- The unpredictability of Black Swans around the world.
- The means global companies can be vulnerable.
- Invest in safe havens like precious metals.
- Move your account to cash.
- Look for any sectors that are moving.
- Learn how to trade bearishly like short selling, options puts and spreads.
Diversify Your Portfolio
Because Black Swans are nearly impossible to predict, it’s essential to diversify your investments and spread your risk.
Diversification isn’t just a matter of holding numerous investments, but holding investments that move independently or opposite from one another.
I am by no means a financial adviser, but one of the easiest ways to diversify your portfolio is with asset allocation funds.
In short, these are funds with a predetermined mix of stocks and bonds. A 60/40 fund, for instance, will maintain a 60% socks to 40% bonds or cash allocation.
You can also invest in a mix of mutual funds or ETFs. Because diversification is a personal choice based on very personal preferences, you should consult with a financial planner.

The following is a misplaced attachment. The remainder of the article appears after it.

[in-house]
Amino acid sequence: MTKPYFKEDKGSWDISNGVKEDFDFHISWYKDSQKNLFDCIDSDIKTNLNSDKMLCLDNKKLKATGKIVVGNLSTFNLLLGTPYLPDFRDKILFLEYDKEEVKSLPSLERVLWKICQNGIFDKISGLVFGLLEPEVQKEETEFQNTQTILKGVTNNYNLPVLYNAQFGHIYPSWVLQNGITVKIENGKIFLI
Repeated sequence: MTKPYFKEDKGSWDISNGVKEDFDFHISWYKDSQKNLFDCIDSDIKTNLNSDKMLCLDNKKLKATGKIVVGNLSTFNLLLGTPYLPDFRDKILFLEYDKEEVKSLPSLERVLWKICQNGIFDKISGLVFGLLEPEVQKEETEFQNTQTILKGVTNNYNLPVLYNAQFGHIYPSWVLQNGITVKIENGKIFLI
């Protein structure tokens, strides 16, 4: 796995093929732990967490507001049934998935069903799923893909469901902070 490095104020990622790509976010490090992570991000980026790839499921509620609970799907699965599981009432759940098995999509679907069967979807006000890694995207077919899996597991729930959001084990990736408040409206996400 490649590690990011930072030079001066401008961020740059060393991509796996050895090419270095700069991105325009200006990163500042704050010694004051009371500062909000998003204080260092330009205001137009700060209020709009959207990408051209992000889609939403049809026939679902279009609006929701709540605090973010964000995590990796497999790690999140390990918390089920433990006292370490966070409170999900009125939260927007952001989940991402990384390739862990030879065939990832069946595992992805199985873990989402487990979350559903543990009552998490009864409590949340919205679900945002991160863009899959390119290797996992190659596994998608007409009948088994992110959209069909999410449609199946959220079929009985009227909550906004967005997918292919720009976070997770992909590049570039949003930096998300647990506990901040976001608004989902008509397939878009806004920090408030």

Hedge Your Portfolio
Another option you have to protect your portfolio is through hedging. Luckily, we have several hedging strategies available to us to reduce our downside risk.
For example, to protect a short stock position, you can buy a call option on the stock. The reverse scenario is also true; to protect a long position, you can buy a put option on the stock.
Our old friends, re-balancing, ongoing monitoring, diversification, hedging, and so on, are less likely to let us down than models that are fundamentally incapable of taking everything into account.
This should help smooth the curve if there is a sharp decline in stocks and help your portfolio weather the storm.
A Side Note For Day Traders